Uğur Cebeci

Uğur Cebeci has been aviation editor of the daily Hürriyet for twelve years. Cebeci, who has taken his trademark ‘Cockpit’ column on television as well, is one of the first names that springs to mind at the mention of aviation in Turkey.

Uğur Cebeci was a chemical engineering student when he saw an ad in a newspaper. “If you want to be a reporter,” said the ad, “write to this post office box.” He applied without even knowing which paper it was and was one of four selected from among three thousand applicants. He started working at Hürriyet, one of Turkey’s highest circulation dailies, and has been there for the last twelve years. Says Cebeci of journalism: “To my mind, journalism, being a correspondent especially, is one of the best professions in the world. It makes a good person even better. It’s an extraordinary job. It develops you at a speed you wouldn’t know was there in your chromosomes. You strive for perfection. It shapes your personal life. It makes you resourceful. It beats you down and makes you stronger. It makes you indomitable.”

When did you first get interested in aviation? How did what started out as a hobby become a job?
I spent my childhood in Samsun. There was an airport which is no longer used today. Propeller Fokker F-27’s used to land there. I used to stand on the shore and watch them approach, landing and taking off. It was great fun. But it set a bad example because around that time I also started jumping from the second story of the house my Dad built by spreading my arms out and throwing myself down on a sand dune. I can’t tell you how great it felt when my feet left the ground. My interest in aviation started with that crazy desire to fly and then spread to aeronautical engineering and aircraft design. It was at the beginning of the 1980’s, I think, that I wrote a letter to Boeing. Three or four weeks later they invited me.

I went Seattle and saw how an airplane is manufactured from start to finish. I was interested in every phase of the production process. Flying at last, so to speak!

You’ve flown in everything that can fly. You were one of the first passengers on the Airbus A380, the world’s largest passenger plane.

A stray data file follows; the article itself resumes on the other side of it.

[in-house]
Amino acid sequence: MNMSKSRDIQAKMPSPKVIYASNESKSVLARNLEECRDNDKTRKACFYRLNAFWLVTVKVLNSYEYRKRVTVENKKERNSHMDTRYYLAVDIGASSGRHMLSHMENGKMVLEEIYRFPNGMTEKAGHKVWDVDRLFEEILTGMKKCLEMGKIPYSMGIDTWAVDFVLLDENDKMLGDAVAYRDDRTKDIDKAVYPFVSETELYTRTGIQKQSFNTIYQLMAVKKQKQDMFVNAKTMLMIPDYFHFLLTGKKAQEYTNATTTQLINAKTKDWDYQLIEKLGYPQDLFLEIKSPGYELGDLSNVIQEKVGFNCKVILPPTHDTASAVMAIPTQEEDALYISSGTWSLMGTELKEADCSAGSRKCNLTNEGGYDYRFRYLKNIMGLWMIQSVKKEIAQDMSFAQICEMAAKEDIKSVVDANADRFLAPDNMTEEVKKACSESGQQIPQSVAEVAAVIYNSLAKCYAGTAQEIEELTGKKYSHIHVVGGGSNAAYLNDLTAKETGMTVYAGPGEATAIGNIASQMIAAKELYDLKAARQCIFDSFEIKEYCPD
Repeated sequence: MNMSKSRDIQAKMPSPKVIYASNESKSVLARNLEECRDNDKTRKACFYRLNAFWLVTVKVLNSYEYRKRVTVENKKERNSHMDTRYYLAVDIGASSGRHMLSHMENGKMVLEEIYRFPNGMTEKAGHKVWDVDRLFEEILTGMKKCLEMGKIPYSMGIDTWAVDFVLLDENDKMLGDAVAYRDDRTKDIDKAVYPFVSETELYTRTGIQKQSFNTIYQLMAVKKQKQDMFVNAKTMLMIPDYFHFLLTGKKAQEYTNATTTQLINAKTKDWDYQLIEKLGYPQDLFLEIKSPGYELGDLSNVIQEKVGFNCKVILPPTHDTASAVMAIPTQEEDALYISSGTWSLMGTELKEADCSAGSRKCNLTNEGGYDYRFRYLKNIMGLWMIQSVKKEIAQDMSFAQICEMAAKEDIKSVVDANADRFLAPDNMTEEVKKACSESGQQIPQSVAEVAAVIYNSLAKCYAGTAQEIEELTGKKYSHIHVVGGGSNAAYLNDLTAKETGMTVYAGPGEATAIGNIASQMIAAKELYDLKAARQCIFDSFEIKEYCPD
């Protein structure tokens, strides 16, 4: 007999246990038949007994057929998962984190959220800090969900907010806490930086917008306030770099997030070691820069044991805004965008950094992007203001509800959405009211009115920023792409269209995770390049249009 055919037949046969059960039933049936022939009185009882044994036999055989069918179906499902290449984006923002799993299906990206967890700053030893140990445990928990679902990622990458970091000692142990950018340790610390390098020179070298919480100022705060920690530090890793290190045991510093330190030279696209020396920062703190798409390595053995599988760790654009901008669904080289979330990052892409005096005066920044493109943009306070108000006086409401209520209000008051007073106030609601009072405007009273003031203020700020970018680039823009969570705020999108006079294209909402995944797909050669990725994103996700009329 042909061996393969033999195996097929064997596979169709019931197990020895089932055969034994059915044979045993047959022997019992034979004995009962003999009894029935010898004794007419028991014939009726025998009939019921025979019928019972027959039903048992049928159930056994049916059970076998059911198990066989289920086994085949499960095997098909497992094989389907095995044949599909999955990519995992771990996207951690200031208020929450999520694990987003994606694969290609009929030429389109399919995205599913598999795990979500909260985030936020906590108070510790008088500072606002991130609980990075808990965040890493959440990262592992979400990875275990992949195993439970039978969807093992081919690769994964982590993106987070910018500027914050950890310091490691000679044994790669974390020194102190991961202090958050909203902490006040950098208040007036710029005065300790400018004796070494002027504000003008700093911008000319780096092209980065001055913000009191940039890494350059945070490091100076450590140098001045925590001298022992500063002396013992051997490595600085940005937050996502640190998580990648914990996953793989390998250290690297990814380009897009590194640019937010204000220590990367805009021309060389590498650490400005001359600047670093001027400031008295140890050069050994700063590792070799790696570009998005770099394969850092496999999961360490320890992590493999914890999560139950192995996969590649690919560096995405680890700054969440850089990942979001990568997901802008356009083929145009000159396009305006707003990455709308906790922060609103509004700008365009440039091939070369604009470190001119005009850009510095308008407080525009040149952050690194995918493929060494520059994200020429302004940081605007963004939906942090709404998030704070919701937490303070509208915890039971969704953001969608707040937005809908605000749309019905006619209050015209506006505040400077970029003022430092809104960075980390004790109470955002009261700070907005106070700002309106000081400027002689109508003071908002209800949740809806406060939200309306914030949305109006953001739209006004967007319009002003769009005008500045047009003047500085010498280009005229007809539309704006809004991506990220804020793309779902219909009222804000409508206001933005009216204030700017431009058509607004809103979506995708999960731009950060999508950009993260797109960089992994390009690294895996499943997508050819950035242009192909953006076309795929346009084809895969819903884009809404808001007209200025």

Yes, I’ve flown on everything that can become airborne, from hang gliders and single-engine planes to the Concorde and business jets. I’ve put in hundreds of thousands of miles. When I go up, I feel more at peace than when I’m on the ground. You know, when they announce, “We’re descending to land in New York City”, well, that’s the saddest moment of all for me. I want it never to end.

You were going to tell us about flying on the Airbus A 380.
I started following the A380 when it was just entering the project phase. I don’t know how many times I went to the company headquarters in Toulouse to monitor this project which started out as the ‘A3XX'. I’ve never been put off by the idea of an air ship. I’ve always believed in the power of technology. My first flight on the A380 was from Toulouse. The second time, I flew Frankfurt-Washington, D.C. Becoming airborne in a plane with a maximum takeoff weight of  560 tons is both fun and scary. Gravity is one of nature’s most powerful forces. We boarded the A380 at Frankfurt. The plane became airborne after a long run. In the cockpit the test pilot was maneuvering it with a huge ‘mouse'. He had the plane’s whole enormous size and strength under the palm of his hand. The A380 cockpit is equipped with the most advanced aviation technology of the last thirty years. Even in turbulence the plane had a proud sway. It had perfect maneuverability out of keeping with its giant body, powerful engines and ungainly appearance. I would have liked it to keep going forever and never to land.